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Gender after genocide: how violence shapes long-term political representation

Gaikwad, Nikhar, Lin, Erin and Zucker, Noah ORCID: 0000-0001-5535-3661 (2023) Gender after genocide: how violence shapes long-term political representation. World Politics, 75 (3). pp. 439-481. ISSN 0043-8871

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Identification Number: 10.1353/wp.2023.a900710


What are the legacies of violence on women’s political representation? We examine the long-term effects of a watershed conflict of the twentieth century: the Khmer Rouge genocide, during which 50–70% of Cambodia’s working-age men were killed. Using original data on mass killings and economic and political conditions in Cambodian communes, we find that genocide exposure is positively associated with women’s economic advancement and present-day indicators of women’s representation in local-level elected office. We conduct in-depth, ethnographic interviews with genocide survivors to explore the mechanisms by which violence spurred women into elected office. A crucial finding emerges: In areas that suffered the genocide’s worst killings, widows obtained economic autonomy, providing a template for the economic advancement of women in traditional households with surviving men. The shift in norms regarding the sexual division of labor and its transmission through intra-communal and intergenerational pathways allowed women to adopt larger public roles over time.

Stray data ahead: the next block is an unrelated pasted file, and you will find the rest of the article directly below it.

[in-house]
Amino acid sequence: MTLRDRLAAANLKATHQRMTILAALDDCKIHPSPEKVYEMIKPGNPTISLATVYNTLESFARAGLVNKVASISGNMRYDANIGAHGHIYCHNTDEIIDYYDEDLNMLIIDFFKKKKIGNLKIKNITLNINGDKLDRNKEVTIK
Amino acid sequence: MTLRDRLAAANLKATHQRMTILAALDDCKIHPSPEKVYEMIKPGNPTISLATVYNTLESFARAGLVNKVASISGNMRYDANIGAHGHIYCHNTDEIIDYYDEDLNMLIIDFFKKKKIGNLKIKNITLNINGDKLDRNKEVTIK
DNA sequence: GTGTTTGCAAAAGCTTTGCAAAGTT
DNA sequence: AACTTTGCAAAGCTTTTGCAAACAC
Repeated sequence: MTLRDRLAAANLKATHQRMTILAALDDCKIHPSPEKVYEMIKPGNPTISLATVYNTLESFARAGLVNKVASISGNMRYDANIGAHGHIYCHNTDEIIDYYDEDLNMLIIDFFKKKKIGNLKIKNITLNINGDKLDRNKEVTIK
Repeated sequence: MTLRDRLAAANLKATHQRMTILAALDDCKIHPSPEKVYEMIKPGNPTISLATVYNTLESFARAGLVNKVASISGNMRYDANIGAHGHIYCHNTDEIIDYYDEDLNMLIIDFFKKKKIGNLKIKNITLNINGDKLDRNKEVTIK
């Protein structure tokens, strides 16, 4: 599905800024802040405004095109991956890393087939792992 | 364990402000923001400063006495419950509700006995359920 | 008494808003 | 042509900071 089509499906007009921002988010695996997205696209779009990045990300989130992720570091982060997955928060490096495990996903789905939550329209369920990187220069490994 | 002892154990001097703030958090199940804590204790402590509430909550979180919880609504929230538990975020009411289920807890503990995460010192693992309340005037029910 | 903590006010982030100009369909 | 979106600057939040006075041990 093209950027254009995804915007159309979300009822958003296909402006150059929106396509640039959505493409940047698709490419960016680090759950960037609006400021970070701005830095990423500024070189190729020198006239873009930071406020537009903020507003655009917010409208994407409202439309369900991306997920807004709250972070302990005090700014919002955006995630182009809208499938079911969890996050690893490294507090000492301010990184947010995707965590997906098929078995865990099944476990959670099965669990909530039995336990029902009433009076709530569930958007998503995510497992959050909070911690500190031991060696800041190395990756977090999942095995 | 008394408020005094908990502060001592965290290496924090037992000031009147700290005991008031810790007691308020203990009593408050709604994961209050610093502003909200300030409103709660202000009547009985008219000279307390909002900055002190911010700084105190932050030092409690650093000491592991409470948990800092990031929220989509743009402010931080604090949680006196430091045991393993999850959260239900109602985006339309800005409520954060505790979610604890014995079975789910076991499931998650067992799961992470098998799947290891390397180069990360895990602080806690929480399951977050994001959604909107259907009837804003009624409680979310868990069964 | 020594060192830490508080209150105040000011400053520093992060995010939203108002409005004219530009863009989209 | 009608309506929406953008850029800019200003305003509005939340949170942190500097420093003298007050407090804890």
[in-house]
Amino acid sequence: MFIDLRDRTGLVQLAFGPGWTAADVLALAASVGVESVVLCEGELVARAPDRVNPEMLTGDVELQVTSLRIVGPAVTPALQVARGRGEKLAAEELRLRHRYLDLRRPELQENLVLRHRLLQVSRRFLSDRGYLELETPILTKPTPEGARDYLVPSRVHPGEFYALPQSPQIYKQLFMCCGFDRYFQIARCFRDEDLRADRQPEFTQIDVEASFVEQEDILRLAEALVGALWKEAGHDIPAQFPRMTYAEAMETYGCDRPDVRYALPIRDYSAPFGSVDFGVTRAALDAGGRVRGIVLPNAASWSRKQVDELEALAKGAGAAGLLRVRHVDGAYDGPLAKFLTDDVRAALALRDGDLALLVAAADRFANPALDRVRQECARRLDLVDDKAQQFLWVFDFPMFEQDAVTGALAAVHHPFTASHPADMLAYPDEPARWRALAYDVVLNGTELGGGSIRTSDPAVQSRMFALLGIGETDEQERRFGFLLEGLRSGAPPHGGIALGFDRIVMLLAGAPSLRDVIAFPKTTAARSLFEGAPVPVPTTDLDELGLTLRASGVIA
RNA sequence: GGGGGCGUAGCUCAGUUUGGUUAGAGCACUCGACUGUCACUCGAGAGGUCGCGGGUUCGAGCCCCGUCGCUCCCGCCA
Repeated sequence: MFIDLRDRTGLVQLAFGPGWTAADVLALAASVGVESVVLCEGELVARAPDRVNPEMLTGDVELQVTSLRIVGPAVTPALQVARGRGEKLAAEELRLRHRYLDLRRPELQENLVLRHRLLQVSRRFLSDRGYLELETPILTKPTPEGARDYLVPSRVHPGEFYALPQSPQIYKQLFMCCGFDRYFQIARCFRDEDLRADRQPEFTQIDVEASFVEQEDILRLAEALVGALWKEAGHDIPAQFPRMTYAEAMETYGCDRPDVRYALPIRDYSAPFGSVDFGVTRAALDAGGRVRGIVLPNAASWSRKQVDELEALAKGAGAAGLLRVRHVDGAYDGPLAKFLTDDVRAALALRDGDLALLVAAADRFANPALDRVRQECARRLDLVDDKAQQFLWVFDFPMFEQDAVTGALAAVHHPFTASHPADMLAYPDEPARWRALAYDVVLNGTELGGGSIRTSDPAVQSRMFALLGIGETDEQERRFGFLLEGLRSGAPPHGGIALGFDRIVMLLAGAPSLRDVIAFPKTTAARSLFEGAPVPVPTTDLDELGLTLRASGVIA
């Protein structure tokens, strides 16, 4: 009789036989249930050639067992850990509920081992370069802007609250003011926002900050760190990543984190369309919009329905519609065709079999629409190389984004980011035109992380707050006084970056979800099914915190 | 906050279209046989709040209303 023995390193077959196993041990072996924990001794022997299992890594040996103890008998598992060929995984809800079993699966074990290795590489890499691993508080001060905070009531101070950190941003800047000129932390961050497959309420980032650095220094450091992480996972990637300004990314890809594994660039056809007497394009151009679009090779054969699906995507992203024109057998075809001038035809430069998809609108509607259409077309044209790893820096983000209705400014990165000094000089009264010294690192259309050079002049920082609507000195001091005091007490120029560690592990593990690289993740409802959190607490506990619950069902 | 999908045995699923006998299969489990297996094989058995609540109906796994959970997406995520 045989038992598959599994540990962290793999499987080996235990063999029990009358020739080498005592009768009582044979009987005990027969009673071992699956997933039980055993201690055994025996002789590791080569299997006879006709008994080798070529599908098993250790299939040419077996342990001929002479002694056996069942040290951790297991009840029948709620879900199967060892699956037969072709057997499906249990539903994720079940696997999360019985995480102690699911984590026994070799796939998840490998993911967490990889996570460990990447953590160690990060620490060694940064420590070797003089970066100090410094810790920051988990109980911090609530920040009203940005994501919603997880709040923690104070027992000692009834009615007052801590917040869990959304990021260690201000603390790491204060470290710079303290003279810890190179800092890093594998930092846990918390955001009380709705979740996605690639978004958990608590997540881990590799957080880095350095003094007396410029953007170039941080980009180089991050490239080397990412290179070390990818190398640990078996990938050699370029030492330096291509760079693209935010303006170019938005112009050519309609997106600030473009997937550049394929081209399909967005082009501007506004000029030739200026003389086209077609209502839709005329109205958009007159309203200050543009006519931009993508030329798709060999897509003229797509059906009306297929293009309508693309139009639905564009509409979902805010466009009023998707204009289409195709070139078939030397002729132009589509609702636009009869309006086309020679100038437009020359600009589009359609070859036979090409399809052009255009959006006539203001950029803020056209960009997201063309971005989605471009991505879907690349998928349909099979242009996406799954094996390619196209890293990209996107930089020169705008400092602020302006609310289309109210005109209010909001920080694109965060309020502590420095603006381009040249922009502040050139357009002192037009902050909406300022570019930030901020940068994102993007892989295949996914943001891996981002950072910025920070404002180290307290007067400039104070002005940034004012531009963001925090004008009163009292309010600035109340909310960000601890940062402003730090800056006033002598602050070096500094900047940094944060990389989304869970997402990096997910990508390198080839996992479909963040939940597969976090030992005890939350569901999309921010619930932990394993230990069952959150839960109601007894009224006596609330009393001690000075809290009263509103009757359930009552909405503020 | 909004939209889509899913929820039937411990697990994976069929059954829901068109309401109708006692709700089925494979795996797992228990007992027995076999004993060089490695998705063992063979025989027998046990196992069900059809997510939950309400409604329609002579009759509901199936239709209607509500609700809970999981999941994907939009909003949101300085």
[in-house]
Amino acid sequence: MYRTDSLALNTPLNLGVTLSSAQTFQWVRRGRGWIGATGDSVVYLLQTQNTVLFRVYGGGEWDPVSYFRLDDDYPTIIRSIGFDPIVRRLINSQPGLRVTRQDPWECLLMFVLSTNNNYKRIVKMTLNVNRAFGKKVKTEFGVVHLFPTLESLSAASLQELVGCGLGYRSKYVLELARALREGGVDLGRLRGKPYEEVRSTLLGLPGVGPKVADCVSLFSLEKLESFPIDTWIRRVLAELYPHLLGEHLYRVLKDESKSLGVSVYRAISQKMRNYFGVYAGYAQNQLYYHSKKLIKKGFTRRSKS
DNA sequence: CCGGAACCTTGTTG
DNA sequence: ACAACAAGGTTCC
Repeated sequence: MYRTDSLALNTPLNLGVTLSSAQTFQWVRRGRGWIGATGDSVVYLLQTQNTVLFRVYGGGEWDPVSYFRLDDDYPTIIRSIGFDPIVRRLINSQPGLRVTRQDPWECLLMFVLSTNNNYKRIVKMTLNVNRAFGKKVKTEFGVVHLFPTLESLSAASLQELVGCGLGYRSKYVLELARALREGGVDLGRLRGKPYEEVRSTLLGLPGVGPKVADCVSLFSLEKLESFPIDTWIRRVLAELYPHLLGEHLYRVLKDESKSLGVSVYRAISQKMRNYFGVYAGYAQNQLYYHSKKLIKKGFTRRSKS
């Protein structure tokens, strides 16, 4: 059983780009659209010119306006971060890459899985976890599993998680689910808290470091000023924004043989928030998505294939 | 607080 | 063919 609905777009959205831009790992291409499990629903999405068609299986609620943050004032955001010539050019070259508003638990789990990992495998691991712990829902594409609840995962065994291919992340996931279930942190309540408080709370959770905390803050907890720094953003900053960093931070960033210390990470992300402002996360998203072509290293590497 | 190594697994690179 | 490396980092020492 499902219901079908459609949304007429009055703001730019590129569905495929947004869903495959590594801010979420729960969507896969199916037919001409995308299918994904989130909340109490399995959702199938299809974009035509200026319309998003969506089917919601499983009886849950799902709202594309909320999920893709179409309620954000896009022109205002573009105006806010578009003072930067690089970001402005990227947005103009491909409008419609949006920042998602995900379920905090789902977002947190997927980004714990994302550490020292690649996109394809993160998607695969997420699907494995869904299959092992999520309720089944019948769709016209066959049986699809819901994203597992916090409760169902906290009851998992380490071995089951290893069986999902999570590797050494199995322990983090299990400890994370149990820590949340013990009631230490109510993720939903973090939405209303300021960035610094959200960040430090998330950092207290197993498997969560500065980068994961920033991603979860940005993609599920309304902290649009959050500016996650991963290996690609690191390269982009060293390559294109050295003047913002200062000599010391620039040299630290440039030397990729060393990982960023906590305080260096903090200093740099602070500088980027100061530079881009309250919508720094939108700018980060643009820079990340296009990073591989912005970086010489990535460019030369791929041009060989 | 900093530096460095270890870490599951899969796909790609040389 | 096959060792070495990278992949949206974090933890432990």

Item Type: Article
Additional Information: © 2024 Cambridge University Press
Divisions: International Relations
Subjects: J Political Science
J Political Science > JZ International relations
Date Deposited: 20 Mar 2024 11:06
Last Modified: 16 May 2024 04:21

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